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Human Crowd Detection
for Drone Flight Safety

The recent introduction of drones in a wide range of applications such as visual surveillance, rescue, and entertainment, is accompanied by the demand of their safe operation. Apart from the issue of making drones robust to failures (electrical, mechanical etc.), an important step towards increased safety constitutes in defining no-fly zones above or near crowds, since a drone may operate close to crowds, and is potentially exposed to environmental hazards, unpredictable failures or pilot errors that may lead to accidents. Thus, it is of utmost importance for the drone to be able to detect crowds in order to define no-fly zones and proceed to re-planning during flight.

Example of crowd detection  – the image on the right shows the heat-map created by the software

The problem of crowd detection refers to the process of automatically determining the presence of a mass of people in the same location. Given an image it should be determined if there is crowd and where it is. In general, crowd detection is a prerequisite component for a wide spectrum of applications, including crowd management, abnormal human behaviour recognition during crowded events such as marathons, demonstrations and music concerts, crowd motion analysis, etc. However, the visual ambiguities stemming from the small object sizes and the variations of viewing angle, crowd density, scale etc. render crowd detection in aerial images captured from drones a challenging task.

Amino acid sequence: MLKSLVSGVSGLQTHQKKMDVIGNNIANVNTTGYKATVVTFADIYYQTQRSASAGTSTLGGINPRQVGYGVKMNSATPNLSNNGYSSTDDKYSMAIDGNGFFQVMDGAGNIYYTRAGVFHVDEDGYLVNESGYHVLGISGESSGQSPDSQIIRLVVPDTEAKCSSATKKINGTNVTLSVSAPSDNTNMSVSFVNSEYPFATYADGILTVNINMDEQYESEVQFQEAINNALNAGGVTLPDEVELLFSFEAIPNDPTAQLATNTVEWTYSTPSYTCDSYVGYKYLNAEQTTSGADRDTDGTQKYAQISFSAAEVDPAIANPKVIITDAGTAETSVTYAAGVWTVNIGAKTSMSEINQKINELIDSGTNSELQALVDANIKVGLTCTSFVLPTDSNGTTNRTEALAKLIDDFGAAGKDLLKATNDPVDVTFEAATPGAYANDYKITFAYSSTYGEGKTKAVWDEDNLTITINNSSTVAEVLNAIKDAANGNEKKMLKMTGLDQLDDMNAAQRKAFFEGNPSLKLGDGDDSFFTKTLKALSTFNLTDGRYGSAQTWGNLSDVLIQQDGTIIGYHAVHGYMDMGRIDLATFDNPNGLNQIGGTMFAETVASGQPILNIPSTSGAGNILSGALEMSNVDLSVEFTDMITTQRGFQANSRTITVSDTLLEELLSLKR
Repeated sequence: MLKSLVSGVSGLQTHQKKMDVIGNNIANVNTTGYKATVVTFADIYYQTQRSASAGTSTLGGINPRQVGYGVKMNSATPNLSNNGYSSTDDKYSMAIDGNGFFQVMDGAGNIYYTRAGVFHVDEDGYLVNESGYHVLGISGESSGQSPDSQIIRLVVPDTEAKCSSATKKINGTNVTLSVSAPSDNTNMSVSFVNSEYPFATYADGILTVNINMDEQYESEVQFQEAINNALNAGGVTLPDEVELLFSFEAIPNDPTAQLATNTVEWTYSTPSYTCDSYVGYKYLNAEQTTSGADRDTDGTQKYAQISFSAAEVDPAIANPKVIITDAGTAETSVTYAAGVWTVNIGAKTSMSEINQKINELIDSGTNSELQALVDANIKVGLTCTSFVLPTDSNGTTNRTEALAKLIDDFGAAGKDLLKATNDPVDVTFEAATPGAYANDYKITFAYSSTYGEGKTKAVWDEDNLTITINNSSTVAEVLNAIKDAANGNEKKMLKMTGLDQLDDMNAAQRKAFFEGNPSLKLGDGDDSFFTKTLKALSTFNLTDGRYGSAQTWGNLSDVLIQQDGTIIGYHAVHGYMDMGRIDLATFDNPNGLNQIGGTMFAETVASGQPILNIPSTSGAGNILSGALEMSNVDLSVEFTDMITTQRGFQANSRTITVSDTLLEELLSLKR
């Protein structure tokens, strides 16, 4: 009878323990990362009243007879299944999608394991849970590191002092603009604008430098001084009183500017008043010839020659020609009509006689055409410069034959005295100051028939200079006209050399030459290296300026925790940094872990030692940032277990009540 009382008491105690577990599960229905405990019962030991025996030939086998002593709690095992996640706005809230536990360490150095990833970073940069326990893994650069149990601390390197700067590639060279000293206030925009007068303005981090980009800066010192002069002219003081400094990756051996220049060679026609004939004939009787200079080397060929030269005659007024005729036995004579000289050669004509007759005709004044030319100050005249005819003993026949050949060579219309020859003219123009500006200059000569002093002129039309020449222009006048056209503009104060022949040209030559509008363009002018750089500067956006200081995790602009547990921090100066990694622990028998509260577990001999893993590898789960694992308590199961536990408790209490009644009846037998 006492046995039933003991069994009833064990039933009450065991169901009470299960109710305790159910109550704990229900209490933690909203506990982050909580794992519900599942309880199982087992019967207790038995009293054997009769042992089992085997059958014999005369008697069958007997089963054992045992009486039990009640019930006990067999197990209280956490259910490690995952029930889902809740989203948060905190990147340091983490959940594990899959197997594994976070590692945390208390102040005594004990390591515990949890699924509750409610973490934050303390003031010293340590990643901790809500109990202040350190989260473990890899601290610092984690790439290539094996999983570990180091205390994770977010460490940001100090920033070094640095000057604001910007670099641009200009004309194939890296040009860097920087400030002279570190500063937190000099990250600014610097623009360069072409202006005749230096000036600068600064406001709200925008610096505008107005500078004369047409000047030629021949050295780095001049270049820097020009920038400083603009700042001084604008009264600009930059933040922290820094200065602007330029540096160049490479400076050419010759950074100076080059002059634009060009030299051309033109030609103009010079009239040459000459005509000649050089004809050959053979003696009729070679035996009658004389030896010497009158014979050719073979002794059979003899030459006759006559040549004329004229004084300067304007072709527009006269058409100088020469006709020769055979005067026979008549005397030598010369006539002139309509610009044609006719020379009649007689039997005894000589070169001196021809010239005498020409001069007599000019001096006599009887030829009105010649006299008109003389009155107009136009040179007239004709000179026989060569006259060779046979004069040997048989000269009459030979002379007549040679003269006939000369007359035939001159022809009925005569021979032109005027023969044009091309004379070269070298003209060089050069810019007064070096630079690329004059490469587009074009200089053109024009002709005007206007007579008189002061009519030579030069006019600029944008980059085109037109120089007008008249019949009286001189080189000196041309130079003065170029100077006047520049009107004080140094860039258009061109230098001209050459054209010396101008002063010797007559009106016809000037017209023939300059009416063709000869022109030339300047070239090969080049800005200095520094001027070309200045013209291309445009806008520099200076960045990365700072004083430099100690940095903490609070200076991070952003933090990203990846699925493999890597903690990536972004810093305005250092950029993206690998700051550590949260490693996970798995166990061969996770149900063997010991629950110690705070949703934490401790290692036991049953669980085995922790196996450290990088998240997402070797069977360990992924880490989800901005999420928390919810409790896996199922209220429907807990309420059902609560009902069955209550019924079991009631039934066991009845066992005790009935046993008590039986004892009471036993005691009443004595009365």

Example of crowd detection at a marathon: Group of runners on open street

Towards this end, a crowd detection method for drone flight safety, using fully Convolutional Neural Networks (CNN) has been developed by the MultiDrone partner, Aristotle University of Thessaloniki. The focus is on providing a lightweight CNN model, in order to comply with the low computational cost requirements of the specific application (since the algorithm shall run on the drone computing platform), that can distinguish between crowded and non-crowded scenes, captured from the drone camera. The output of the algorithm is in the form of heat-maps that represent the estimated probability of crowd existence in each location within the captured scene.

Example of crowd detection: The heat-map shows how the image is perceived differently than the previous one

More details can be found in the upcoming conference publication:

Maria Tzelepi, Anastasios Tefas, Human Crowd Detection for Drone Flight Safety Using Convolutional Neural Networks”, in 25th European Signal Processing Conference (EUSIPCO), Kos, Greece, Aug 28 – Sep 2, 2017.


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